> It's not a good idea to put everything on the / filesystem. > At a minimum I would have: > / > swap > /var > /usr > > Your users will not fill up /var unless you allow them > unlimited mail, databases or access to root.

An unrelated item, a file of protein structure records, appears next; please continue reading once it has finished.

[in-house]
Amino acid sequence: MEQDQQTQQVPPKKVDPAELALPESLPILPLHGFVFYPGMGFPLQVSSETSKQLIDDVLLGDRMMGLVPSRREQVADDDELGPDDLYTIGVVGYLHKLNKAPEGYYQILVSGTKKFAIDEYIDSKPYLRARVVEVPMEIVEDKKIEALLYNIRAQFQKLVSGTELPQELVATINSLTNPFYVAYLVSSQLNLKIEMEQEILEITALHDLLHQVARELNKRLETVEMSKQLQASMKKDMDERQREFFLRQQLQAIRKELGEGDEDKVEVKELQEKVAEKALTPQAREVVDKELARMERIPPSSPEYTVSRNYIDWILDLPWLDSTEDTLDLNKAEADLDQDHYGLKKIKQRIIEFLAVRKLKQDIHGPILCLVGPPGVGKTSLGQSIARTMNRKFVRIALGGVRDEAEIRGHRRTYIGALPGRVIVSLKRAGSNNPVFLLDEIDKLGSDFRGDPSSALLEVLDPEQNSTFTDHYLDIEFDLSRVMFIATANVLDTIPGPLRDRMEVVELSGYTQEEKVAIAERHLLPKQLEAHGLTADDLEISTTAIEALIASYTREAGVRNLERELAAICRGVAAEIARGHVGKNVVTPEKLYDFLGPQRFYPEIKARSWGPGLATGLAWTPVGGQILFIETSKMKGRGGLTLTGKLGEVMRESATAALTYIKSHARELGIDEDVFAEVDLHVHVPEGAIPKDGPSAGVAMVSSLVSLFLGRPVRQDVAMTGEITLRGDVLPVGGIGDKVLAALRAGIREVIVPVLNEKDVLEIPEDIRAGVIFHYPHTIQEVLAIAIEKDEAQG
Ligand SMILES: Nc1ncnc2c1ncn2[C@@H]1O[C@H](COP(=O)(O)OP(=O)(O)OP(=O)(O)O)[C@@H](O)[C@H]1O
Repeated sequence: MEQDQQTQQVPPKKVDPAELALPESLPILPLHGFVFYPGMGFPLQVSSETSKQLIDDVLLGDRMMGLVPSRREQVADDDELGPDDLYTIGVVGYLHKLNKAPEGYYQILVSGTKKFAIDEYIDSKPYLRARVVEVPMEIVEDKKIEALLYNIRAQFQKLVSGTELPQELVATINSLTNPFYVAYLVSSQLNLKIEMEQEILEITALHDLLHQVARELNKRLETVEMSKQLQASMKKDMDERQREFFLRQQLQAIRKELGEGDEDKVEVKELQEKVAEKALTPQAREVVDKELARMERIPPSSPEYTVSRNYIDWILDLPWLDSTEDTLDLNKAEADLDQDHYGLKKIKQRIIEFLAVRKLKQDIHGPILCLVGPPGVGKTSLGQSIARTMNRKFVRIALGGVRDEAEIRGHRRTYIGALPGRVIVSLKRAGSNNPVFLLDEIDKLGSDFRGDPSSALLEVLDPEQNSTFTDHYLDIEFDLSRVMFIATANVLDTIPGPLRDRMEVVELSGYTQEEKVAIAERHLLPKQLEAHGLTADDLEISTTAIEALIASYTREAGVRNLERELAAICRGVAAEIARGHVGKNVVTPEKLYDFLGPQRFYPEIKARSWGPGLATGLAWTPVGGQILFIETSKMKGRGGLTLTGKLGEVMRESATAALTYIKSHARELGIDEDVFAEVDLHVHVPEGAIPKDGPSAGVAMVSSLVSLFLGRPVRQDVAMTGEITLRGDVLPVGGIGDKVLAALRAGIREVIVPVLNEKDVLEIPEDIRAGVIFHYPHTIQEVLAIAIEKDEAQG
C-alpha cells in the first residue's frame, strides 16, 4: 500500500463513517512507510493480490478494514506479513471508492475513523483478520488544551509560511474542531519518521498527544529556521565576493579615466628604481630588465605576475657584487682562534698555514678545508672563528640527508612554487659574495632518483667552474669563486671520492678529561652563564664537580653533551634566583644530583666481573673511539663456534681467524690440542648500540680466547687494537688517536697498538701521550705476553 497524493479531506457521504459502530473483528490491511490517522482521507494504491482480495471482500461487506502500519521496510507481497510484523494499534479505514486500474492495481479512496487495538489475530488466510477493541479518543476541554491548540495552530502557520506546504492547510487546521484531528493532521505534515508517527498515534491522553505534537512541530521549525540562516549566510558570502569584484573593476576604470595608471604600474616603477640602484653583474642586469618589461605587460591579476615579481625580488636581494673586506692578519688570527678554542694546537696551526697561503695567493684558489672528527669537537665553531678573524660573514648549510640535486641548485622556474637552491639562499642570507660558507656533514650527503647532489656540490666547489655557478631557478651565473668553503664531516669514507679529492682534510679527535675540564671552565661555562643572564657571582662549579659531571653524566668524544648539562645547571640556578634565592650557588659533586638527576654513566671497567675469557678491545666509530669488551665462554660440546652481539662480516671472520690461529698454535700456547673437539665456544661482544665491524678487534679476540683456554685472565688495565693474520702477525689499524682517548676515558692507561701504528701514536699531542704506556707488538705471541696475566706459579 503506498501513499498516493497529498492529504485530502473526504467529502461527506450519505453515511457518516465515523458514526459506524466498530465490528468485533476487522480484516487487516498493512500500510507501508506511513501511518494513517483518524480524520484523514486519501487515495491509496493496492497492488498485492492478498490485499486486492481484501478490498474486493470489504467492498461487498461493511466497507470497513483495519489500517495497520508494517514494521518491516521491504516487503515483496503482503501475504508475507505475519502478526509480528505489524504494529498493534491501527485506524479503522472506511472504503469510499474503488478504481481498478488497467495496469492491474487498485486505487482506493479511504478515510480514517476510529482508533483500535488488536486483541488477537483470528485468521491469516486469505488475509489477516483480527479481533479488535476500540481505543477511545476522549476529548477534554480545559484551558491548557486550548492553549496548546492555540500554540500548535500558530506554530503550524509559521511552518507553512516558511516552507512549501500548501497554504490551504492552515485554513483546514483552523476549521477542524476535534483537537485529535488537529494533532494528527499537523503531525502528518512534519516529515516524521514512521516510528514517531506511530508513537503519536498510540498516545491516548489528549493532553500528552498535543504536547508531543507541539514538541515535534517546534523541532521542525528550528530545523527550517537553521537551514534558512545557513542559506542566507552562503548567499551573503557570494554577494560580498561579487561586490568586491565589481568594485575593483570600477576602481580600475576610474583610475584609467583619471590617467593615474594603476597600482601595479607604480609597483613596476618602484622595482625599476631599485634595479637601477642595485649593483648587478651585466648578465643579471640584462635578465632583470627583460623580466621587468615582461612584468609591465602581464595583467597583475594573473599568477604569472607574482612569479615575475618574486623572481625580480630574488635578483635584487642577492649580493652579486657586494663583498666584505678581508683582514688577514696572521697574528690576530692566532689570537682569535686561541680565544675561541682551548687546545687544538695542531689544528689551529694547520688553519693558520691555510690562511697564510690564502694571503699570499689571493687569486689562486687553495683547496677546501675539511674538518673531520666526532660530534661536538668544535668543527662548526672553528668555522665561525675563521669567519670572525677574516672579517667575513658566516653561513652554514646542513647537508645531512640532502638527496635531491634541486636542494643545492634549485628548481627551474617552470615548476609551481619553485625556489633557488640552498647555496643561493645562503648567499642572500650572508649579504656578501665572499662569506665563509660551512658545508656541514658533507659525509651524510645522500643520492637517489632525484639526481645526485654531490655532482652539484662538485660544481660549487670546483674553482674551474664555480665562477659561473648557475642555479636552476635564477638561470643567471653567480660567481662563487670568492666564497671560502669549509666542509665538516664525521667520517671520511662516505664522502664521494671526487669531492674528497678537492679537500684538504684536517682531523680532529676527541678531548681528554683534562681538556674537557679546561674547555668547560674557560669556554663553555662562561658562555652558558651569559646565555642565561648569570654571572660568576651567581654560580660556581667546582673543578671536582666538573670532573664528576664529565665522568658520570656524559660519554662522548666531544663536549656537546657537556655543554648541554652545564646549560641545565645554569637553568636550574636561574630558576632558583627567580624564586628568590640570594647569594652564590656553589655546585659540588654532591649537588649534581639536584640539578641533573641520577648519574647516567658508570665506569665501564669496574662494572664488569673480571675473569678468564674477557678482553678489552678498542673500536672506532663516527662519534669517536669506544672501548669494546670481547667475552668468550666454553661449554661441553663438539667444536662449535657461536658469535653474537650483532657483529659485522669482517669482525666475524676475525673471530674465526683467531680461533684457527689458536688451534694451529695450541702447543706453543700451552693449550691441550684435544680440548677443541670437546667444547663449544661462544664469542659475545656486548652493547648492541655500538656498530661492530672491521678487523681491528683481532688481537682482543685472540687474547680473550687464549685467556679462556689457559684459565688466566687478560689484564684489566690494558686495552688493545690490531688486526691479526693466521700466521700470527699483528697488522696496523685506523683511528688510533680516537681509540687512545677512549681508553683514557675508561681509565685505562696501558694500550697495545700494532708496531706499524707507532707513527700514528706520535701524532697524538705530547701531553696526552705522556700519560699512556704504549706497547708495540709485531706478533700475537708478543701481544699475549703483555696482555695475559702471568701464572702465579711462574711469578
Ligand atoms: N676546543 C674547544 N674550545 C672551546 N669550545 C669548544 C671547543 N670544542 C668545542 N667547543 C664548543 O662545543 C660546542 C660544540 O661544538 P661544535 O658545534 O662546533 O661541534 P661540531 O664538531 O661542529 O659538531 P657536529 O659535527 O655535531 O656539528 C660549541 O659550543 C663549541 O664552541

They will have unlimited access up until their quota has been reached. Where they use that quota is anyone's guess. > User's tempfiles will go to /usr/tmp. How does that work? I just checked /tmp, and it's not a symlink. > On a system with many users, you should > consider a /home slice with quotas on that and your > mailserver set to deliver mail to the users file. Remember > not everyone is going to max out their filesystem so quotas > can be set to reasonable values. There are many good reasons > to separate those filesystems, disk performance and > crashdumps being just two. Having many users is NOT a good > reason to combine filesystems. You need to rethink your > diskspace or add another drive for /home or /usr. The > handbook has a good section on this. I agree that it's not a great idea, but considering the software I'm using, user files are stored in /var and /home. I don't know what percentage of quotas users will use for emails, databases, or home dirs, and I don't want to take a guess. If say they were to use a lot of their quota for databases, then down the track I don't want to have the problem with /var full but users still under their quota. By the way just did an install, and it boots fine with the swap, /tmp, / structure. Cheers Brendan _______________________________________________ email@example.com mailing list http://lists.freebsd.org/mailman/listinfo/freebsd-questions To unsubscribe, send any mail to "[EMAIL PROTECTED]"